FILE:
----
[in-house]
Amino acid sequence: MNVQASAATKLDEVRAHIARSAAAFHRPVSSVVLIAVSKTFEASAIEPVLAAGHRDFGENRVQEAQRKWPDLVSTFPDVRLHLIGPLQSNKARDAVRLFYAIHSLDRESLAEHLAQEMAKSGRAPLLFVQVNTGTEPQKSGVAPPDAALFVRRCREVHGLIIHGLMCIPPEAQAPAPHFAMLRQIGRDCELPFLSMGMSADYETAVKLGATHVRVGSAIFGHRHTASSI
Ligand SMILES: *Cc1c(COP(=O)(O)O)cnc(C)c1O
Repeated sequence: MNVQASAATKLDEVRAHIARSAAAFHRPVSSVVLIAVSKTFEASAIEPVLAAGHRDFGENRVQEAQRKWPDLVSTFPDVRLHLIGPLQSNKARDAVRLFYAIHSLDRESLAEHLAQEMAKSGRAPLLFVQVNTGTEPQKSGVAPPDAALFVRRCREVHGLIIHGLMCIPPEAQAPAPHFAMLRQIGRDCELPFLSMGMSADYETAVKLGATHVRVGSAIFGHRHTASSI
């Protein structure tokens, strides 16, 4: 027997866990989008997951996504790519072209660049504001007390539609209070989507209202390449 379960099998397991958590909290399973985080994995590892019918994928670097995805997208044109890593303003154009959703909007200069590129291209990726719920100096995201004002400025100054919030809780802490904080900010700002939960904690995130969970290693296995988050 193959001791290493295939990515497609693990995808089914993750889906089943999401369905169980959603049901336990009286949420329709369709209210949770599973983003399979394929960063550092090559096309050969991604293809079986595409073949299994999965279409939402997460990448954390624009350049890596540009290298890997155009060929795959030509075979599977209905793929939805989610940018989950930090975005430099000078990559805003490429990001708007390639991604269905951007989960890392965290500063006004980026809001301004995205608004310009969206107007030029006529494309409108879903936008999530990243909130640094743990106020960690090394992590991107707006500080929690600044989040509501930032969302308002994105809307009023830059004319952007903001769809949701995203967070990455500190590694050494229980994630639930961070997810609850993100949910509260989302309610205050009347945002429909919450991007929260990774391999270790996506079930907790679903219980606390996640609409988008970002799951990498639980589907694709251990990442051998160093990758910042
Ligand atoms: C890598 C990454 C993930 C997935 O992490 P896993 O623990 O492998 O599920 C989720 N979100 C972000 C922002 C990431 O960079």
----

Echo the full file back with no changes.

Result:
[in-house]
Amino acid sequence: MNVQASAATKLDEVRAHIARSAAAFHRPVSSVVLIAVSKTFEASAIEPVLAAGHRDFGENRVQEAQRKWPDLVSTFPDVRLHLIGPLQSNKARDAVRLFYAIHSLDRESLAEHLAQEMAKSGRAPLLFVQVNTGTEPQKSGVAPPDAALFVRRCREVHGLIIHGLMCIPPEAQAPAPHFAMLRQIGRDCELPFLSMGMSADYETAVKLGATHVRVGSAIFGHRHTASSI
Ligand SMILES: *Cc1c(COP(=O)(O)O)cnc(C)c1O
Repeated sequence: MNVQASAATKLDEVRAHIARSAAAFHRPVSSVVLIAVSKTFEASAIEPVLAAGHRDFGENRVQEAQRKWPDLVSTFPDVRLHLIGPLQSNKARDAVRLFYAIHSLDRESLAEHLAQEMAKSGRAPLLFVQVNTGTEPQKSGVAPPDAALFVRRCREVHGLIIHGLMCIPPEAQAPAPHFAMLRQIGRDCELPFLSMGMSADYETAVKLGATHVRVGSAIFGHRHTASSI
């Protein structure tokens, strides 16, 4: 027997866990989008997951996504790519072209660049504001007390539609209070989507209202390449 379960099998397991958590909290399973985080994995590892019918994928670097995805997208044109890593303003154009959703909007200069590129291209990726719920100096995201004002400025100054919030809780802490904080900010700002939960904690995130969970290693296995988050 193959001791290493295939990515497609693990995808089914993750889906089943999401369905169980959603049901336990009286949420329709369709209210949770599973983003399979394929960063550092090559096309050969991604293809079986595409073949299994999965279409939402997460990448954390624009350049890596540009290298890997155009060929795959030509075979599977209905793929939805989610940018989950930090975005430099000078990559805003490429990001708007390639991604269905951007989960890392965290500063006004980026809001301004995205608004310009969206107007030029006529494309409108879903936008999530990243909130640094743990106020960690090394992590991107707006500080929690600044989040509501930032969302308002994105809307009023830059004319952007903001769809949701995203967070990455500190590694050494229980994630639930961070997810609850993100949910509260989302309610205050009347945002429909919450991007929260990774391999270790996506079930907790679903219980606390996640609409988008970002799951990498639980589907694709251990990442051998160093990758910042
Ligand atoms: C890598 C990454 C993930 C997935 O992490 P896993 O623990 O492998 O599920 C989720 N979100 C972000 C922002 C990431 O960079």